All This Panic
Gage makes each minute boldly and deeply matter.
Matt Zoller Seitz is the Editor-in-Chief of RogerEbert.com. He is also the TV critic for New York Magazine and Vulture.com, and a finalist for the Pulitzer Prize in criticism. His writing on film and television has appeared in The New York Times, Salon.com, The New Republic and Sight and Sound. Seitz is the founder and original editor of the influential film blog The House Next Door, now a part of Slant Magazine, and the co-founder and original editor of Press Play, an IndieWire blog of film and TV criticism and video essays.
A Brooklyn-based writer and filmmaker, Seitz has written, narrated, edited or produced over a hundred hours’ worth of video essays about cinema history and style for The Museum of the Moving Image, Salon.com and Vulture, among other outlets. His five-part 2009 video essay Wes Anderson: The Substance of Style was spun off into the hardcover book The Wes Anderson Collection. This book and its follow-up, The Wes Anderson Collection: Grand Budapest Hotel were New York Times bestsellers.
Other Seitz books include Mad Men Carousel: The Complete Critical Companion, The Oliver Stone Experience, and TV (The Book). He is currently working on a novel, a children's film, and a book about the history of horror, co-authored with RogerEbert.com contributor Simon Abrams.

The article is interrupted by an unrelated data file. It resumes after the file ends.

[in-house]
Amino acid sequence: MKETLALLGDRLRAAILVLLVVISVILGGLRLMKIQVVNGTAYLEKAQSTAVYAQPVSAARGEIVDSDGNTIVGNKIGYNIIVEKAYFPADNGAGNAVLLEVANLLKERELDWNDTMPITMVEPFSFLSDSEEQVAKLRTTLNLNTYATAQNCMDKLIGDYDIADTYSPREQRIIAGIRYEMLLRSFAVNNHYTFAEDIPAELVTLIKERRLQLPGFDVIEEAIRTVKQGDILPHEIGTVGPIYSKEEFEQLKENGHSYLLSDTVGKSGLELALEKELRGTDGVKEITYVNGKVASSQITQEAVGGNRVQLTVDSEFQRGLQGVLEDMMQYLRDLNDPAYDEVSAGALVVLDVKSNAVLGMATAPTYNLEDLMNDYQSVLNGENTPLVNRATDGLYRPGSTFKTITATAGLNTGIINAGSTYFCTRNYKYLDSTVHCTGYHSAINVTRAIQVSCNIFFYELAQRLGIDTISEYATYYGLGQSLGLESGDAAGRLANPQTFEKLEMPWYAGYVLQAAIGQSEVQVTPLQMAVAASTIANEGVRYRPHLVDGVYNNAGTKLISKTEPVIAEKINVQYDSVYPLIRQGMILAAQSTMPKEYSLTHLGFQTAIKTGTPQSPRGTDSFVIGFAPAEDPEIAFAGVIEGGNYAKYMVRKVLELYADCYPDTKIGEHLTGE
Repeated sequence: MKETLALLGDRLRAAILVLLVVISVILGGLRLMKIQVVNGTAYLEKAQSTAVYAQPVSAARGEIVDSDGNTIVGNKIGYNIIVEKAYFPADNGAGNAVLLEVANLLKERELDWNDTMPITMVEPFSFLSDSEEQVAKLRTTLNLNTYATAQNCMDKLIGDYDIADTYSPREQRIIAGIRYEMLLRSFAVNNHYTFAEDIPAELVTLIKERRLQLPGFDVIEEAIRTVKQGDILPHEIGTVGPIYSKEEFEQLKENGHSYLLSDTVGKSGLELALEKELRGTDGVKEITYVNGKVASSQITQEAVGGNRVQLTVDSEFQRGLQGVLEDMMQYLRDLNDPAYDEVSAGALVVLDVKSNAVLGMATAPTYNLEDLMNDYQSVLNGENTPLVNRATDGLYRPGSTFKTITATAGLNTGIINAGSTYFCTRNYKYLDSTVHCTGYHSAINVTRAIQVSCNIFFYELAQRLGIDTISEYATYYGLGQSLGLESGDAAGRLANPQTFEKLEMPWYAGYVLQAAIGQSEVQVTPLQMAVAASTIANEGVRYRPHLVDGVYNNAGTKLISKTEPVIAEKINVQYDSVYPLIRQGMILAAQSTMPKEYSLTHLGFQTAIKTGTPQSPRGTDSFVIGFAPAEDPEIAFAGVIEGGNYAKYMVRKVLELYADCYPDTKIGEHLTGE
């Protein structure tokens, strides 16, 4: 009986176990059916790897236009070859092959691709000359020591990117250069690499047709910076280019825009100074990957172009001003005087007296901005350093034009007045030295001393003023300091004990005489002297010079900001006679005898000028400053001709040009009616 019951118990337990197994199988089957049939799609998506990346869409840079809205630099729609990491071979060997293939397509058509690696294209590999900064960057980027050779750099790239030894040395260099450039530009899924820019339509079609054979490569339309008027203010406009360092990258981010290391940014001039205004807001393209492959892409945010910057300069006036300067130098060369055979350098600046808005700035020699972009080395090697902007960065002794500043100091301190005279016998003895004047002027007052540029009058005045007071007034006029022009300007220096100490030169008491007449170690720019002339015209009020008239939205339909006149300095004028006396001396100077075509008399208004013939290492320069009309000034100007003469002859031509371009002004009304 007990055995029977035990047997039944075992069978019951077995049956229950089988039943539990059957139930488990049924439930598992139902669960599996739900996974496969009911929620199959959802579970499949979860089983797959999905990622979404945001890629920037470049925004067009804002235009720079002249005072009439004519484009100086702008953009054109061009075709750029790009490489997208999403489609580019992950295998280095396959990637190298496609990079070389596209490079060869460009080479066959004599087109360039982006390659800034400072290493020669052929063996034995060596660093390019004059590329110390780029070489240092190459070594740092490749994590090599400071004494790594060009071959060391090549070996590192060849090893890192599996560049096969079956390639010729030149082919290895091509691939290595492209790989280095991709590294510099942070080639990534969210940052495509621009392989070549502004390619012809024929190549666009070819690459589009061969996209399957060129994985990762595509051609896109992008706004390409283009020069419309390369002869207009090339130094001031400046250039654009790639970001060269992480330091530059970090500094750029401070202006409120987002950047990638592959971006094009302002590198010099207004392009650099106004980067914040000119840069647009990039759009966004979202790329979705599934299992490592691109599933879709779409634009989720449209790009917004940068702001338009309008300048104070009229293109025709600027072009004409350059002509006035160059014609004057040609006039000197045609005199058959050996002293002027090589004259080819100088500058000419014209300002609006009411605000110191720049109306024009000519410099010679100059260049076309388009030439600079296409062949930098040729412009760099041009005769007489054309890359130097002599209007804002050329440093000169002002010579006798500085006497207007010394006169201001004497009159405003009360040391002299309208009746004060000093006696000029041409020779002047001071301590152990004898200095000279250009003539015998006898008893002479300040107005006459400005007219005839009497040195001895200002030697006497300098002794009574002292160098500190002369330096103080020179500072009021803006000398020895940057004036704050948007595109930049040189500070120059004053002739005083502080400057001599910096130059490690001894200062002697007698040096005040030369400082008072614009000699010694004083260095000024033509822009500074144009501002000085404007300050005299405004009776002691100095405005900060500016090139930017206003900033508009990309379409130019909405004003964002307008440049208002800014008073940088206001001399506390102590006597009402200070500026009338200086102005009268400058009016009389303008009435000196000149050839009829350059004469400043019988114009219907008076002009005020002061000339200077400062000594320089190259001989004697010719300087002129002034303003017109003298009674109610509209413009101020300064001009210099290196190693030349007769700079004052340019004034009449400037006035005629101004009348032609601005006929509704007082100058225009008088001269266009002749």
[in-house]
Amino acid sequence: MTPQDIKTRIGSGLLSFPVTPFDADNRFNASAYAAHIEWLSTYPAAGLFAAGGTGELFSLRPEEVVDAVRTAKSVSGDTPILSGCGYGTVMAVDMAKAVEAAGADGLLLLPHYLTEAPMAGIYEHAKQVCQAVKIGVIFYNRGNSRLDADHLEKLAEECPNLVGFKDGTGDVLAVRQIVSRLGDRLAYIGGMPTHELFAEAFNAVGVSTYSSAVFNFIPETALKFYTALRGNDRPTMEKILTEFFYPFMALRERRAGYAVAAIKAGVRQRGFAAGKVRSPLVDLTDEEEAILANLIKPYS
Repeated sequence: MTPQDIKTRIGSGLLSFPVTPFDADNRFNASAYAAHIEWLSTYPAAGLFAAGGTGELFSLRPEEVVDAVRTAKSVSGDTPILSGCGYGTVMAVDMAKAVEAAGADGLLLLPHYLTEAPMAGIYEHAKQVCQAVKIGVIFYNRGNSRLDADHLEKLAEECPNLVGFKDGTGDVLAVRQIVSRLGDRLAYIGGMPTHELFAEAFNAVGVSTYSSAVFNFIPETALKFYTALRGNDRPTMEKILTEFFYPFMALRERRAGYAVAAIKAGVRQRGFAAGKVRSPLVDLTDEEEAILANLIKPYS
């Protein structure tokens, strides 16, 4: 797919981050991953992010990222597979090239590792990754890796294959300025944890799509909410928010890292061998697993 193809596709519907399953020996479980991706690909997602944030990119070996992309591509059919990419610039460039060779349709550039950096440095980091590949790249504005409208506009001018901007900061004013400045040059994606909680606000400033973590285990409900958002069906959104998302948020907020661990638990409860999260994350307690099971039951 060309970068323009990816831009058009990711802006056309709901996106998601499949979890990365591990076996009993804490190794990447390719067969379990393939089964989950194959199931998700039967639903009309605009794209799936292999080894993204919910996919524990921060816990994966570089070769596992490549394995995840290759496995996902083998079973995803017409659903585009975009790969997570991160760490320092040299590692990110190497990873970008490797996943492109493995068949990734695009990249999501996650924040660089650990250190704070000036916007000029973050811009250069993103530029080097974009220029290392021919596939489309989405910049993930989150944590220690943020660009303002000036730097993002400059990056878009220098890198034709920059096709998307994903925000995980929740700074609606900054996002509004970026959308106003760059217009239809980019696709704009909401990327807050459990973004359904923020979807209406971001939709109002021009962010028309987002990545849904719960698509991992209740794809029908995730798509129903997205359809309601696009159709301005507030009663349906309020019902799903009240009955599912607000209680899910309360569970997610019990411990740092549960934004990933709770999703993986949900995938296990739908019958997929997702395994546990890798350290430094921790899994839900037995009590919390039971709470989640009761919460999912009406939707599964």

An interview with experimental filmmaker Mark Rappaport.
A remembrance of critic Scott Schuldt, who blogged under the name Ed Copeland.
"Yeah, well, sometimes nothin' can be a real cool hand."
An appreciation of the late, great cinematographer, documentarian and activist Haskell Wexler, plus a transcript of his 2013 conversation about his work on Terrence Malick's "Days of Heaven."
"Who is the National Board of Review, anyway?" is the question. The answer: one of the few major awards groups that's routinely capable of surprise.
Matt Zoller Seitz reviews and reflects upon Jesse Eisenberg's New Yorker piece about film critics.
A quick meal of red meat.
All back, no future.
Everything the writer could write about John Carpenter's original fright-fest in a half-hour.
Everything that can be said about "I Am Big Bird" in 30 minutes.